Watching TV, playing games, and surfing the internet are great ways to let time slip by by the hour. Sometimes, you get a little bit back from the time you spent on it. You might learn something new, and you'll almost certainly have a little fun, but is that really worth the portion of your life that you gave to obtain it? Aren't there more efficient ways to learn new things and have fun in less time, or while doing other things? I just sang a few songs as I washed dishes. I got something done and had a little bit of fun while I was at it. Productivity for the win, and it only took me about half an hour.

So, today, I'm going to keep track of my time. I'm going to try to do some more productive things than usual, and that is the ultimate goal of this experiment, but mostly I first want to just see where my time is already going. I'm curious. I know I waste too much time on the internet, but exactly how much time do I waste? Today won't be such a good measure of that, since I have plans to do stuff today, but what about tomorrow? Or Friday? I've got to admit, I wasn't too excited about this idea at first, mostly because I knew I wouldn't like what I knew the record would show, but in this experiment, I'm allowed to change my numbers simply by changing how I spend my time. If I want to write down that I did loads of productive stuff on a given day, I can do that - All I have to do is do loads of productive stuff first. That, in fact, is the whole point of the experiment, and I think it's going to be a success.

Tuesday, July 22, 2014

Practice Makes Possible

Concerning my ability to play the piano, I typically say that I can't read sheet music and that I can only play one note at a time. That is becoming inaccurate. While I still can't read sheet music, I can decipher it. I can tell how many lines one note is above or below another one, and I know that if a note has a sharp or flat symbol next to it, it means to hit a black key rather than a white one. I can even figure out which key a piece is meant to be played in by looking at the sharp and/or flat symbols at the beginning of the piece and determining by ear which scale sounds right using those sharps or flats. I'm sure that at least one or two pianists just cringed at my methods, and I'll probably take a piano class to learn how you're actually supposed to figure out which notes you're supposed to hit, but my point is that even using my limited knowledge and skill, I'm able to figure things out if I try hard enough.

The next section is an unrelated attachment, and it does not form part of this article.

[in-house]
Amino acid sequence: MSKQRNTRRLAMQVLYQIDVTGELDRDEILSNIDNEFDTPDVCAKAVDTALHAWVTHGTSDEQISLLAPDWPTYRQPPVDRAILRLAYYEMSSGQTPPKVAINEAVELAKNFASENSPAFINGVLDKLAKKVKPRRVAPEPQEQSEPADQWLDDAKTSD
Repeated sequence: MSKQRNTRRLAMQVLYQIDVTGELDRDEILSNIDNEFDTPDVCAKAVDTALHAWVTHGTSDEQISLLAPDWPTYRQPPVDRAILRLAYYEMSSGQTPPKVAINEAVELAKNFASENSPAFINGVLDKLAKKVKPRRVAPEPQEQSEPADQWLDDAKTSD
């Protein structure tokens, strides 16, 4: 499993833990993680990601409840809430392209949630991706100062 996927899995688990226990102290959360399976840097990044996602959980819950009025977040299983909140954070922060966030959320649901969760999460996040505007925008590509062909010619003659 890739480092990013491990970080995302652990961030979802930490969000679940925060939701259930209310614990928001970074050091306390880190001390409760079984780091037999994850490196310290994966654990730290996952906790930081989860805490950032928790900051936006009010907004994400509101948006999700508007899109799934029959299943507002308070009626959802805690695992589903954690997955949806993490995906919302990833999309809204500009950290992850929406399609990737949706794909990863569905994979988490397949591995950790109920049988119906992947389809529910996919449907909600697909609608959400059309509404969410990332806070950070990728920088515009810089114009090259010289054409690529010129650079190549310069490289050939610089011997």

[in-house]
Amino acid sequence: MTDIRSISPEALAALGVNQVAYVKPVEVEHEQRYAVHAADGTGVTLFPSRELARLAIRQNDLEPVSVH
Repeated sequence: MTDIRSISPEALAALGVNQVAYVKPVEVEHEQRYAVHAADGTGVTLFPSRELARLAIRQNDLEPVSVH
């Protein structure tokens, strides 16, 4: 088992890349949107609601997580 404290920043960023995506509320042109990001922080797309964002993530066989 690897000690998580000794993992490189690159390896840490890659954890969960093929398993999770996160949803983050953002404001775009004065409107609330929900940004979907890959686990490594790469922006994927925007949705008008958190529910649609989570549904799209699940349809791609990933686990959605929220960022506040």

As for hitting multiple notes, that;s still a challenge for me, but I've been practicing playing two notes at a time instead of only one. Baby steps. I'm still only playing the Alto and Soprano parts of the songs, and I know I'm using the wrong hand to play them (I'm a lefty, so using my left hand is easier for me, so long as I only need one), but it still sounds better than one note did on its own (assuming I'm hitting the right ones. I still make plenty of mistakes while learning and practicing songs).

I suppose what I'm getting at is that I'm not as limited as I thought I was. People with disabilities or simply just a lack of ability sometimes see themselves as being more limited than they actually are. While it's true that I don't have the ability of many of my family members, it's not like I can't find or play the right notes. I can - it just takes me longer than it takes some people and I make more mistakes than they do. Even people with physical limitations may be less limited than they realize. Nick Vujicic, a man who has no arms or legs, has managed to learn how to swim. If he can do that, I can do anything. In fact, that's one of the ideas he hopes people take away from his motivational speeches, so good job, Nick.